Every professional chef must learn to chop quickly and keep their workspace clean, no matter what they’re cooking. Likewise, every author must master certain writing fundamentals regardless of their genre. 

While different readers look for different things in a book, all readers want to read books by authors proficient at writing. 

This means:

  • Complying with the rules of English grammar
  • Correct usage and punctuation
  • Correct spelling
  • Clarity 

For fiction, this also means mastering things like:

I don’t talk much about writing craft on Novel Marketing, but I do on my other podcast, the Christian Publishing Show

The fastest way to master the craft of writing is to read books on craft and write short stories to apply the principles you learn. To learn more, check out my course, The Five-Year Plan to Becoming a Bestselling Author

Product Life Cycle

product life cycle chart (marketing concept)

For everything there is a season, and nothing stays popular forever. 

Every product has a life cycle, especially novels. Readers will pay a premium to read the book their friends are reading, but over time, demand for that new book declines. Used copies eventually flood the market, driving down demand for new books. At your local discount store, you’ll see shelves of $1 books that are only a few years old.

How many of the following top-ten titles do you recognize from the New York Times bestseller list for June 5, 2016? 

  • 15TH AFFAIR  

I imagine you recognize fewer than you would have expected, even though the list is only from 2016. Amazon is currently selling copies of the number-one book on that list for just $5.50. 

Brandon Sanderson often sold more books during his pre-order window than he did in all the days after publication combined. His loyal fans want to eat the cookies hot out of the oven. One friend of mine takes a vacation day when Sanderson releases a Stormlight book. 

While Sanderson is an extreme case, most books get the most sales during the first 60 days after release. That’s why having a strong book launch is so important. 

Books are not the only form of entertainment with a life cycle. Movies, video games, TV shows, and music also have life cycles. The kids aren’t jamming out to What Does the Fox Say like they used to. And I don’t know anyone who is still Livin’ La Vida Loca.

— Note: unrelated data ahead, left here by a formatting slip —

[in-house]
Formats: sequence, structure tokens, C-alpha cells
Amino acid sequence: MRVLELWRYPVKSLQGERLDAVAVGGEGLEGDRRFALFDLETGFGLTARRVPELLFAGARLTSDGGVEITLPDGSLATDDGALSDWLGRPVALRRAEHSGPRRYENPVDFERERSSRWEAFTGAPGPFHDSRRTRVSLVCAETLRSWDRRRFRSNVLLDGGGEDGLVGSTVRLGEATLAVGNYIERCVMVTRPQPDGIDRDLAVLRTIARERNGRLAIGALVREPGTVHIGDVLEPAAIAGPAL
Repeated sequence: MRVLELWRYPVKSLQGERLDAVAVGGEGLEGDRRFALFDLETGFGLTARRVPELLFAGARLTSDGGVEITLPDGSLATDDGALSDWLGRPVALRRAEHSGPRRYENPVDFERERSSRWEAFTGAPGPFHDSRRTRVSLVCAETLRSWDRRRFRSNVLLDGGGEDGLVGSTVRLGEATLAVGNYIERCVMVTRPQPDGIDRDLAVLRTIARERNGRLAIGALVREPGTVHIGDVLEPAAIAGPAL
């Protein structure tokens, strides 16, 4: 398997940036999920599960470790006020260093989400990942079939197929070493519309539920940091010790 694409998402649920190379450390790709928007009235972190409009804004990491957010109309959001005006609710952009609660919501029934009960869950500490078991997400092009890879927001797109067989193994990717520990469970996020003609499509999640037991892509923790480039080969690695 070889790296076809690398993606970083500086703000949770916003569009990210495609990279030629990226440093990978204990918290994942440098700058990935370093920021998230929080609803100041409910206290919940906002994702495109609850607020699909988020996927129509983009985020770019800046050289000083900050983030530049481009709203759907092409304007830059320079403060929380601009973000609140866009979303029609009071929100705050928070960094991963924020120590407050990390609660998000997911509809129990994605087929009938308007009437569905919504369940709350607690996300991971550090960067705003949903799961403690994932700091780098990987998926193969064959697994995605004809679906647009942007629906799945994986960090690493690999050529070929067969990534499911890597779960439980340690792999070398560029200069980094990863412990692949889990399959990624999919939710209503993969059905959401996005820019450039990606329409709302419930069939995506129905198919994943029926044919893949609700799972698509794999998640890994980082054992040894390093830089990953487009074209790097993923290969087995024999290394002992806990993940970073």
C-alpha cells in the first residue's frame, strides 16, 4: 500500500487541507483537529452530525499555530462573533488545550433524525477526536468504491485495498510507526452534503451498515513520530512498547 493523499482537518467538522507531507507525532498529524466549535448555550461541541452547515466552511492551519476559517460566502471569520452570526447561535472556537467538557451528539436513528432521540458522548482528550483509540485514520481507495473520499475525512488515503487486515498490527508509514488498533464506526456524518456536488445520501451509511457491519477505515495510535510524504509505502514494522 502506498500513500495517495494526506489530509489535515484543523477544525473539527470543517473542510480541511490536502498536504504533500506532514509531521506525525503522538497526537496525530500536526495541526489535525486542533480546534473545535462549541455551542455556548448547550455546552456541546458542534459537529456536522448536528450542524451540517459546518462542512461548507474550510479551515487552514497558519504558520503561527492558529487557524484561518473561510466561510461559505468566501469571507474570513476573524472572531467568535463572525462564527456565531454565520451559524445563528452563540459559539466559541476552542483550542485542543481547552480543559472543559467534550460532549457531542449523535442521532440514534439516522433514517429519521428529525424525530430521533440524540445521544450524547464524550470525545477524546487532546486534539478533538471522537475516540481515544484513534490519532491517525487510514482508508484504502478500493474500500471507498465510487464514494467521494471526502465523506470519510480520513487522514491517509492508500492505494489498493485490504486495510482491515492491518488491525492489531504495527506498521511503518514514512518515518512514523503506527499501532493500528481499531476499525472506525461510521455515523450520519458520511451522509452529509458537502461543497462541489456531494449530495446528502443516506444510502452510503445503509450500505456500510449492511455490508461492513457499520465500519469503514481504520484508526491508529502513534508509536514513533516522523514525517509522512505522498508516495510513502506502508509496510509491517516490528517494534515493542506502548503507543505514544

From a product perspective, one of the best ways to boost your sales is to write a new book. Readers love the new, and promoting a new book can rejuvenate interest in your previous books. 

Professional writers continue to write.

Below is the list of the authors of those top-ten books from 2016.

  1. Joe Hill
  2. James Patterson and Maxine Paetro
  3. Mary Kay Andrews
  4. David Baldacci
  5. Cynthia D’Aprix Sweeney
  6. Douglas Preston and Lincoln Child
  7. Richard Russo
  8. John Sandford
  9. Craig Johnson
  10. Anthony Doerr

You probably recognize more author names because those authors kept writing new books, which kept their names top-of-mind for readers like you. 

When an author releases a fifth book, they’ll typically see a sales increase for their first four books. 

As a book’s popularity wanes throughout its life cycle, used copies find their way onto Amazon and can cannibalize sales of new copies. It is hard for your $4.99 ebook to compete with a $0.99 used copy. More popularity means more used copies that eventually drive down the price of new copies. 

For more on product life cycle, listen to my episode, The Lifecycle of a Book: How to Extend Your Book’s Life With Effective Marketing.

Product Mix 

You can have more than one product and more than one kind of product.

The key to success is to offer complimentary products. For example, a restaurant might sell drinks and salty food because they complement each other. As you eat salty food, you want to drink more. 

A series of books that continue the story is the best complementary product for a novel. The first book helps sell the second and vice versa. 

You can offer many kinds of products in your product mix. Other complementary products could include:

The key to success in product mix is to find the right mix for you and your writing. For some authors, the best mix is to write more books. 

Product Design 

Another aspect of your product is the book’s design. Your book design includes the front and back covers, but it also includes the less obvious elements like formatting, layout, and typography. 

The famous Dummies books are known for their design. Each book follows the same formatting guidelines and features:

  • A table of contents 
  • icons to make the topic scannable 
  • Comics 
  • “Part of 10s” section in the back.
  • Brilliant cover design 

The covers may be ugly, but they work. The bright yellow jumps off the shelf, and the consistent branding connects across books and topics. 

When I was a kid, I learned about computers from Dummies books. In middle school, Networking for Dummies helped me set up my first Local Area Network. Web Design for Dummies helped me design my first website. Every time my mom took me to the bookstore, I would come home with another Dummies book. My room had one shelf for Star Wars books and one for Dummies books.